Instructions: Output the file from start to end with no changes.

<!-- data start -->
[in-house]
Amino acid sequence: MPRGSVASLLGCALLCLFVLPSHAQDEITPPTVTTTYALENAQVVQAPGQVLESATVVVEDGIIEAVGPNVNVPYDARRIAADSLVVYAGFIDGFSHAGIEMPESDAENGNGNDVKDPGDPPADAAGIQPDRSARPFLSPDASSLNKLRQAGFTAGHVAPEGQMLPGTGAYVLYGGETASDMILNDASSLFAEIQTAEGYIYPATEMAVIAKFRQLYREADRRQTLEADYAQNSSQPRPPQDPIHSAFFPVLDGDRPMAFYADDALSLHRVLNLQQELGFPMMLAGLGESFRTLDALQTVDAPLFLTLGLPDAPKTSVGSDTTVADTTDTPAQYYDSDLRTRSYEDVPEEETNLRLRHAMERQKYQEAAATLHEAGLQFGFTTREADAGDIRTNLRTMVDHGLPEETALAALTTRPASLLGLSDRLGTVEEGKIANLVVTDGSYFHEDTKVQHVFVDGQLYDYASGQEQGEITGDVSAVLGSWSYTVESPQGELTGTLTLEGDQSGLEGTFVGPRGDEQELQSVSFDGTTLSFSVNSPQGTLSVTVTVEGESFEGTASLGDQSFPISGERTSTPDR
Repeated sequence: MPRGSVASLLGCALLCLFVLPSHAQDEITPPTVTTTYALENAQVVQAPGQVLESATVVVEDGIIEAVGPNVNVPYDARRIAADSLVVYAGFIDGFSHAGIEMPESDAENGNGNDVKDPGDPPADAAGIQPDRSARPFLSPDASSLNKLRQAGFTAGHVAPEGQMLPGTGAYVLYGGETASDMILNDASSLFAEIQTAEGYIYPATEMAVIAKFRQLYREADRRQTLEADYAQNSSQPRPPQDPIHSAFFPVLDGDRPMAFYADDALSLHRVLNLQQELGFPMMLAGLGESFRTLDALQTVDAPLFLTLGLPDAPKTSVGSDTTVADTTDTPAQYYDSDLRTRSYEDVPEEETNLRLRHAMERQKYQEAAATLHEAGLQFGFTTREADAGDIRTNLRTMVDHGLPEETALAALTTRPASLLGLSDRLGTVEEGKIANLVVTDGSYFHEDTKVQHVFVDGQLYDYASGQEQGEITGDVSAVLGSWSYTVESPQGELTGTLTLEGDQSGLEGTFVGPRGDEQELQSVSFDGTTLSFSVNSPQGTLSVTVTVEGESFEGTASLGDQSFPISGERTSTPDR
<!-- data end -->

[in-house]
Amino acid sequence: MPRGSVASLLGCALLCLFVLPSHAQDEITPPTVTTTYALENAQVVQAPGQVLESATVVVEDGIIEAVGPNVNVPYDARRIAADSLVVYAGFIDGFSHAGIEMPESDAENGNGNDVKDPGDPPADAAGIQPDRSARPFLSPDASSLNKLRQAGFTAGHVAPEGQMLPGTGAYVLYGGETASDMILNDASSLFAEIQTAEGYIYPATEMAVIAKFRQLYREADRRQTLEADYAQNSSQPRPPQDPIHSAFFPVLDGDRPMAFYADDALSLHRVLNLQQELGFPMMLAGLGESFRTLDALQTVDAPLFLTLGLPDAPKTSVGSDTTVADTTDTPAQYYDSDLRTRSYEDVPEEETNLRLRHAMERQKYQEAAATLHEAGLQFGFTTREADAGDIRTNLRTMVDHGLPEETALAALTTRPASLLGLSDRLGTVEEGKIANLVVTDGSYFHEDTKVQHVFVDGQLYDYASGQEQGEITGDVSAVLGSWSYTVESPQGELTGTLTLEGDQSGLEGTFVGPRGDEQELQSVSFDGTTLSFSVNSPQGTLSVTVTVEGESFEGTASLGDQSFPISGERTSTPDR
Repeated sequence: MPRGSVASLLGCALLCLFVLPSHAQDEITPPTVTTTYALENAQVVQAPGQVLESATVVVEDGIIEAVGPNVNVPYDARRIAADSLVVYAGFIDGFSHAGIEMPESDAENGNGNDVKDPGDPPADAAGIQPDRSARPFLSPDASSLNKLRQAGFTAGHVAPEGQMLPGTGAYVLYGGETASDMILNDASSLFAEIQTAEGYIYPATEMAVIAKFRQLYREADRRQTLEADYAQNSSQPRPPQDPIHSAFFPVLDGDRPMAFYADDALSLHRVLNLQQELGFPMMLAGLGESFRTLDALQTVDAPLFLTLGLPDAPKTSVGSDTTVADTTDTPAQYYDSDLRTRSYEDVPEEETNLRLRHAMERQKYQEAAATLHEAGLQFGFTTREADAGDIRTNLRTMVDHGLPEETALAALTTRPASLLGLSDRLGTVEEGKIANLVVTDGSYFHEDTKVQHVFVDGQLYDYASGQEQGEITGDVSAVLGSWSYTVESPQGELTGTLTLEGDQSGLEGTFVGPRGDEQELQSVSFDGTTLSFSVNSPQGTLSVTVTVEGESFEGTASLGDQSFPISGERTSTPDR